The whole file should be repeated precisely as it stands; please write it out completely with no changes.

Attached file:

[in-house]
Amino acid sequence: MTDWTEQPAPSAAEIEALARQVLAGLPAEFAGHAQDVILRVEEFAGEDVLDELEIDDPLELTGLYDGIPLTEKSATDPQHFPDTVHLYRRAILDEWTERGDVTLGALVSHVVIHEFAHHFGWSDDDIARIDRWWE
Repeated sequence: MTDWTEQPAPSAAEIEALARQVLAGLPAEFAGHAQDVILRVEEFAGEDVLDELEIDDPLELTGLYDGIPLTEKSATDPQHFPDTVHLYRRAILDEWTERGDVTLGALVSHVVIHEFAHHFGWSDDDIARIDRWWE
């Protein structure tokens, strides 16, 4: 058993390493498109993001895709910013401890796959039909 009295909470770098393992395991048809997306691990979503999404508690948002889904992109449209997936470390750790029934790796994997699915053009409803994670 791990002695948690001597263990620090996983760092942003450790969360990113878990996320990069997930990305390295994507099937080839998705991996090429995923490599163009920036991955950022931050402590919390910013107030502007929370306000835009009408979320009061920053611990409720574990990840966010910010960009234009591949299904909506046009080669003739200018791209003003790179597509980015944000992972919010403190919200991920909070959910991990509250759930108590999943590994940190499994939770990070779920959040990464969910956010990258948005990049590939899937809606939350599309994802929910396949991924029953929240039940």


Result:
[in-house]
Amino acid sequence: MTDWTEQPAPSAAEIEALARQVLAGLPAEFAGHAQDVILRVEEFAGEDVLDELEIDDPLELTGLYDGIPLTEKSATDPQHFPDTVHLYRRAILDEWTERGDVTLGALVSHVVIHEFAHHFGWSDDDIARIDRWWE
Repeated sequence: MTDWTEQPAPSAAEIEALARQVLAGLPAEFAGHAQDVILRVEEFAGEDVLDELEIDDPLELTGLYDGIPLTEKSATDPQHFPDTVHLYRRAILDEWTERGDVTLGALVSHVVIHEFAHHFGWSDDDIARIDRWWE
């Protein structure tokens, strides 16, 4: 058993390493498109993001895709910013401890796959039909 009295909470770098393992395991048809997306691990979503999404508690948002889904992109449209997936470390750790029934790796994997699915053009409803994670 791990002695948690001597263990620090996983760092942003450790969360990113878990996320990069997930990305390295994507099937080839998705991996090429995923490599163009920036991955950022931050402590919390910013107030502007929370306000835009009408979320009061920053611990409720574990990840966010910010960009234009591949299904909506046009080669003739200018791209003003790179597509980015944000992972919010403190919200991920909070959910991990509250759930108590999943590994940190499994939770990070779920959040990464969910956010990258948005990049590939899937809606939350599309994802929910396949991924029953929240039940």